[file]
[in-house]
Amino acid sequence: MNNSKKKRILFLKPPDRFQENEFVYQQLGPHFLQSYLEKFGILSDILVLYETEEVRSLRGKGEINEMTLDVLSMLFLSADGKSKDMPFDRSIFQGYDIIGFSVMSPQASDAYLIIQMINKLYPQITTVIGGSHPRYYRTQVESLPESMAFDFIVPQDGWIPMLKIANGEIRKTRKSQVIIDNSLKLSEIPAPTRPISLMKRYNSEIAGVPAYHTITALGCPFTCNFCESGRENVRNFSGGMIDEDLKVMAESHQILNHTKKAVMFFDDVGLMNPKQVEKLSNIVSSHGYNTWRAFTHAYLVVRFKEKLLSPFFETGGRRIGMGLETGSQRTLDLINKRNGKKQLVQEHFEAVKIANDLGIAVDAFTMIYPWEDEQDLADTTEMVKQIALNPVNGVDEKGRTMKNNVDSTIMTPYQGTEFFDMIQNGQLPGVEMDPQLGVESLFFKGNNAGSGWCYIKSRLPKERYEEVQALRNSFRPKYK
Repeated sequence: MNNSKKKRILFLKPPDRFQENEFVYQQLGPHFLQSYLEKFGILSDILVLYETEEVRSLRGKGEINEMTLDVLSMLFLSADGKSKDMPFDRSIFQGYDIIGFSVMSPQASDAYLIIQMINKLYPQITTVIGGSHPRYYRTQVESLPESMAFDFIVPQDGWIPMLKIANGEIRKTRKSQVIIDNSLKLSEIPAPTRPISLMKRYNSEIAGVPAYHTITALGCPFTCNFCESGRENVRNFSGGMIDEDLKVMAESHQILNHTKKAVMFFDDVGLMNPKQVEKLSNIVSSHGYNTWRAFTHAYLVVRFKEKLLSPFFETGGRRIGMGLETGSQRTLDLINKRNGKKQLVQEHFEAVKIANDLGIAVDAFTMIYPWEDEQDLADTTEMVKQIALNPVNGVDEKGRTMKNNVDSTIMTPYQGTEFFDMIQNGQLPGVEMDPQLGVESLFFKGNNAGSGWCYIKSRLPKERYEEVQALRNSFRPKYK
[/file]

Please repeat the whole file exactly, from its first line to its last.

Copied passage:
[in-house]
Amino acid sequence: MNNSKKKRILFLKPPDRFQENEFVYQQLGPHFLQSYLEKFGILSDILVLYETEEVRSLRGKGEINEMTLDVLSMLFLSADGKSKDMPFDRSIFQGYDIIGFSVMSPQASDAYLIIQMINKLYPQITTVIGGSHPRYYRTQVESLPESMAFDFIVPQDGWIPMLKIANGEIRKTRKSQVIIDNSLKLSEIPAPTRPISLMKRYNSEIAGVPAYHTITALGCPFTCNFCESGRENVRNFSGGMIDEDLKVMAESHQILNHTKKAVMFFDDVGLMNPKQVEKLSNIVSSHGYNTWRAFTHAYLVVRFKEKLLSPFFETGGRRIGMGLETGSQRTLDLINKRNGKKQLVQEHFEAVKIANDLGIAVDAFTMIYPWEDEQDLADTTEMVKQIALNPVNGVDEKGRTMKNNVDSTIMTPYQGTEFFDMIQNGQLPGVEMDPQLGVESLFFKGNNAGSGWCYIKSRLPKERYEEVQALRNSFRPKYK
Repeated sequence: MNNSKKKRILFLKPPDRFQENEFVYQQLGPHFLQSYLEKFGILSDILVLYETEEVRSLRGKGEINEMTLDVLSMLFLSADGKSKDMPFDRSIFQGYDIIGFSVMSPQASDAYLIIQMINKLYPQITTVIGGSHPRYYRTQVESLPESMAFDFIVPQDGWIPMLKIANGEIRKTRKSQVIIDNSLKLSEIPAPTRPISLMKRYNSEIAGVPAYHTITALGCPFTCNFCESGRENVRNFSGGMIDEDLKVMAESHQILNHTKKAVMFFDDVGLMNPKQVEKLSNIVSSHGYNTWRAFTHAYLVVRFKEKLLSPFFETGGRRIGMGLETGSQRTLDLINKRNGKKQLVQEHFEAVKIANDLGIAVDAFTMIYPWEDEQDLADTTEMVKQIALNPVNGVDEKGRTMKNNVDSTIMTPYQGTEFFDMIQNGQLPGVEMDPQLGVESLFFKGNNAGSGWCYIKSRLPKERYEEVQALRNSFRPKYK